In Britain, pretty much any baby name you want is up for grabs. But not all countries are so liberal. Around the world some parents’ baby name choices have been banned for being unclear, too long, or just plain silly
Did you know that us lucky Brits have no restrictions on what we can name our babies? It’s true. Just ask Gandalf, Scab and Hashtag.
Other countries have great fun putting names on the no-go list – ones they deem to be human rights violations, confusing or just ridiculous.
Talula Does The Hula From Hawaii – New Zealand
This nine-year-old New Zealander had her name changed by the courts, who criticised her parents for giving her such a ‘bizarre’ name.
She told her school friends she was called ‘K’ as she was so embarrassed by being Talula Does the Hula From Hawaii. The judge said, ‘It makes a fool of the child.’
Whether Talula could do the hula from Hawaii is unknown.
Brfxxccxxmnpcccclllmmnprxvclmnckssqlbb11116 – Sweden
No, a toddler didn’t just run riot with the keyboard.
This name was given to a Swedish child whose parents were rebelling against the country’s strict naming laws that mean tax authorities have to give their blessing before names can be used.
Unsurprisingly, they didn’t ok this one, even if the pronunciation is – get this – ‘Albin’.
Smelly Head – Malaysia
Malaysian parents will no longer be allowed to name their child Chow Tow, which translates to ‘Smelly Head’.
Unlike other countries relaxing their naming laws, Malaysia is tightening up – Smelly Head was on a 2006 government-issued list of ‘unsuitable’ names.
@ – China
It’s important in Chinese culture to give your child a unique name, but in the most populous country in the world it’s getting more difficult, especially since the Chinese government only allows names which can be read by computer systems – and out of the 70,000 Chinese characters, computers can only read around 13,000.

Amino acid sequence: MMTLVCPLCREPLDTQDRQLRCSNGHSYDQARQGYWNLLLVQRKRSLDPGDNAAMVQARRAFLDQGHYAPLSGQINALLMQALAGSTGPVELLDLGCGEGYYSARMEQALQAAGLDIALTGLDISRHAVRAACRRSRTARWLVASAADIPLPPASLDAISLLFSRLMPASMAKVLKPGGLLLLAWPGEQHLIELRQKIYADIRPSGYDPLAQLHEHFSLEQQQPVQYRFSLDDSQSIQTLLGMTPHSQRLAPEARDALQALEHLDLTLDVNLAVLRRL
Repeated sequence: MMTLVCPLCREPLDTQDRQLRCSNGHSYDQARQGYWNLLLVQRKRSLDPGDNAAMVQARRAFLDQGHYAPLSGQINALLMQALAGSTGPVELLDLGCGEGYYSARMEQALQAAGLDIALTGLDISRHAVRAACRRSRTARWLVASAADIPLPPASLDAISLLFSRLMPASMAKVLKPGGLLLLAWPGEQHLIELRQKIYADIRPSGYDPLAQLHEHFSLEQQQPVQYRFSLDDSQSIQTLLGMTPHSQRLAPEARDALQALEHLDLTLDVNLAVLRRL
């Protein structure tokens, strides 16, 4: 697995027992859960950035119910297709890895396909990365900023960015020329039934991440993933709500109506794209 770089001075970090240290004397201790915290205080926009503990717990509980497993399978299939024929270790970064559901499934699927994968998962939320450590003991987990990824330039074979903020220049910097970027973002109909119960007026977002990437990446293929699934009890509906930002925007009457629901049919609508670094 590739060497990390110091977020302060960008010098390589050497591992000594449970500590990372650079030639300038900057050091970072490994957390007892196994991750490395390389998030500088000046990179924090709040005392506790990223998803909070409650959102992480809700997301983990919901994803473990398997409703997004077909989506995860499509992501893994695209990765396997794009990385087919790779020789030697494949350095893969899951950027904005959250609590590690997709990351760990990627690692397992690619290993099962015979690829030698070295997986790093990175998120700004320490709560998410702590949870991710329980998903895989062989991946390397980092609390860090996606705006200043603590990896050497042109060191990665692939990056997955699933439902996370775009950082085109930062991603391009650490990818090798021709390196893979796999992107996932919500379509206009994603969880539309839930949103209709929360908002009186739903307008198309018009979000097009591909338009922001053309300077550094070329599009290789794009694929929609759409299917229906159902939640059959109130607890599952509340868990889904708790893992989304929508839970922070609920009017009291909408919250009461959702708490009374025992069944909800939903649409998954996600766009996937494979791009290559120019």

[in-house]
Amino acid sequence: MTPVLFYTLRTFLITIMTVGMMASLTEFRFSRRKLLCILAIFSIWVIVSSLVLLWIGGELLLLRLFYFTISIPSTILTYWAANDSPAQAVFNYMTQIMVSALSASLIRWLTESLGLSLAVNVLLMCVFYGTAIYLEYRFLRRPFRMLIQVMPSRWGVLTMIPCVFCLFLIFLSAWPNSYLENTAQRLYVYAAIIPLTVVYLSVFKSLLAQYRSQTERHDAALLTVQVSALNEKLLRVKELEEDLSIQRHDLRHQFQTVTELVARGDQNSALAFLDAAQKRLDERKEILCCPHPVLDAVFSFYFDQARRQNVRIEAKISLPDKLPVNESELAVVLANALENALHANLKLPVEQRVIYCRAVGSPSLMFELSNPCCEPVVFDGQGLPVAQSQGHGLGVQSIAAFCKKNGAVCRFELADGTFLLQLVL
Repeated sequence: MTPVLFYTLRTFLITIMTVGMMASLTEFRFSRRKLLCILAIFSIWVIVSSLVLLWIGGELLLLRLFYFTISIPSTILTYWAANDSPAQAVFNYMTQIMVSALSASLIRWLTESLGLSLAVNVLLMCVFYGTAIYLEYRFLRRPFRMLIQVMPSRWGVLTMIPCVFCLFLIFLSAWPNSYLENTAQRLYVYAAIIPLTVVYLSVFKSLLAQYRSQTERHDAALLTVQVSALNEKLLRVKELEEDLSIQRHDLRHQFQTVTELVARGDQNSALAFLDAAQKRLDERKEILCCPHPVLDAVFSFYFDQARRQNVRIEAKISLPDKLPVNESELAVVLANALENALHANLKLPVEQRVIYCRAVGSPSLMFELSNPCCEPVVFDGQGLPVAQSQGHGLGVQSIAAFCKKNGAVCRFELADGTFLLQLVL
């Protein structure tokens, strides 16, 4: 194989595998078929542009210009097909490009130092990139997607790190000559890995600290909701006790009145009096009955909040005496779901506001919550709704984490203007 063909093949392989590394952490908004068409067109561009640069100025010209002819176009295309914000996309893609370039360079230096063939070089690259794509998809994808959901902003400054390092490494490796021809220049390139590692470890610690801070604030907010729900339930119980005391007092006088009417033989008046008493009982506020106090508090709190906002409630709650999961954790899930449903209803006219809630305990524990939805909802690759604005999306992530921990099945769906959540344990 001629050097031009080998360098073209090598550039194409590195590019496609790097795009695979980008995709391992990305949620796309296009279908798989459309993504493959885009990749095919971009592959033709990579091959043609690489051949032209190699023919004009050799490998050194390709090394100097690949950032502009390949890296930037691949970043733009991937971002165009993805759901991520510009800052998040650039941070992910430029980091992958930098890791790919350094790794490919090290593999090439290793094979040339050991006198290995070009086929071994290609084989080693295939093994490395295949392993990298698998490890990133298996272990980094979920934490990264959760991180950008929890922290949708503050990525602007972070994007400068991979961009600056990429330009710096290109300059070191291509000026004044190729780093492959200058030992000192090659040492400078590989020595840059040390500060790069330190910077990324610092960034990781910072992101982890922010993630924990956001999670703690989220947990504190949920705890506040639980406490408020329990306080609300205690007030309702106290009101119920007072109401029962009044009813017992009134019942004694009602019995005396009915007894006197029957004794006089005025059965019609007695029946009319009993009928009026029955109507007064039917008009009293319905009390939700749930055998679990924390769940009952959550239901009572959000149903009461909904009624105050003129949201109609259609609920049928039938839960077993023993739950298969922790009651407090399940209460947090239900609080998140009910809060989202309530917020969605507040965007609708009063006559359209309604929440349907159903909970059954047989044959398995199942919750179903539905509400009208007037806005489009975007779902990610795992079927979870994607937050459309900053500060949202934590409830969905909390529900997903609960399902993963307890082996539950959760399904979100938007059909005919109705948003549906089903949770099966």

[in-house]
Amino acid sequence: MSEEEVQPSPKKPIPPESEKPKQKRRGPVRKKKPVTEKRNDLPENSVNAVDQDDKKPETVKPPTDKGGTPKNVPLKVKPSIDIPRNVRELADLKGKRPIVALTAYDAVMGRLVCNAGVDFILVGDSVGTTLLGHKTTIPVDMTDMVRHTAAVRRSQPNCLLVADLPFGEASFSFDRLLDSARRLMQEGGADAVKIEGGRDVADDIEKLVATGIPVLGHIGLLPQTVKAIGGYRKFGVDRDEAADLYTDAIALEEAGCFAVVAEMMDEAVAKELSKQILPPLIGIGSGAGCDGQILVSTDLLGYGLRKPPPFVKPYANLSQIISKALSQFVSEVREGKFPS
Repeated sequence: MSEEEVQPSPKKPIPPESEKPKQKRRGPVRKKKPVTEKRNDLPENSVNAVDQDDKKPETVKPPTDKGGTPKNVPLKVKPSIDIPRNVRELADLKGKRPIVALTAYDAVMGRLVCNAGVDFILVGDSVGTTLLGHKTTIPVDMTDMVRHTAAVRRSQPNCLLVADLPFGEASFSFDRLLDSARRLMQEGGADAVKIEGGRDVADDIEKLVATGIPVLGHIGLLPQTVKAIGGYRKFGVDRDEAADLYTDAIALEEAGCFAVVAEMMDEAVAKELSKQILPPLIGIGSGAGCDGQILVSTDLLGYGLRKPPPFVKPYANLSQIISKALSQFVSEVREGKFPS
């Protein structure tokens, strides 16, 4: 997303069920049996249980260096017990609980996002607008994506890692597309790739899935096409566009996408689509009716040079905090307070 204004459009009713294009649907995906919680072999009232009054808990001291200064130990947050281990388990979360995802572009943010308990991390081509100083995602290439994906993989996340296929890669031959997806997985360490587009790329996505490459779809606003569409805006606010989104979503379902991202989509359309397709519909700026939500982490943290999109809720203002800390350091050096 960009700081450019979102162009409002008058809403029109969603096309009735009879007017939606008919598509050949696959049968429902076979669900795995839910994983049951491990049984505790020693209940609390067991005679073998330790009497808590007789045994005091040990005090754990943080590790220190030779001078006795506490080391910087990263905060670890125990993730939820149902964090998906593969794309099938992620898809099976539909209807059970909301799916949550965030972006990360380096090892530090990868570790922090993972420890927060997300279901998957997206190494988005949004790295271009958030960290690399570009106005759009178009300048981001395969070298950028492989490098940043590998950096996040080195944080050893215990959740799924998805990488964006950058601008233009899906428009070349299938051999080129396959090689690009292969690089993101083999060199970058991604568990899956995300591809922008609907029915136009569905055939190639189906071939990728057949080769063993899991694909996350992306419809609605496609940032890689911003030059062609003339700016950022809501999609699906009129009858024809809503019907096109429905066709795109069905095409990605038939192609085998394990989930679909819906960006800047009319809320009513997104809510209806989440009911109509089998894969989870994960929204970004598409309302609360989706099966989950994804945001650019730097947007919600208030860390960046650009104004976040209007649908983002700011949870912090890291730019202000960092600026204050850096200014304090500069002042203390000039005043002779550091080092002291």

As silly as it seems that a couple called their baby @, the symbol actually looks a bit like the Chinese one for ‘love him’.
A lovely sentiment, but the authorities rained on @’s parents’ parade by banning the name and publicising it as an example of people trying to bring bizarre monikers into Chinese.
Gesher, AKA ‘Bridge’ – Norway
Eccentric mother-of-13 Kristi Larsen spent two days in prison in 1998 for refusing to pay a fine for giving her son an ‘unapproved’ name.
She was ordered in a dream to name her child Gesher, Hebrew for ‘bridge’
She said she was ordered in a dream to name her child Gesher, Hebrew for ‘bridge’. Norwegian authorities weren’t impressed.
The country has some pretty stringent naming laws, banning anything featuring swearing, sex or illnesses. And, apparently, structures.
Devil – Japan
Baby Akuma, which means ‘Devil’, became the centre of a long court battle in 1993. Japanese authorities felt calling a child ‘Devil’ was an abuse of a parent’s naming rights, and eventually the name was changed.
Woodstock – Germany
Germany loves to ban names. They have a whole department called the Standesamt that’s dedicated to deciding if names really are appropriate.
Woodstock is just one of many names they rejected – Huckleberry was also refused on the grounds that the Mark Twain character was considered to be an outsider.
They had no problem with Nemo, Jazz or Speedy, though.
Anus – Denmark
The Danes have a government-issued list of about 7,000 names to choose from. Anyone who wants to deviate needs special permission – different spellings and ethnic names are forbidden, and so are compound surnames.
So Anus was never going to be accepted really, was it?
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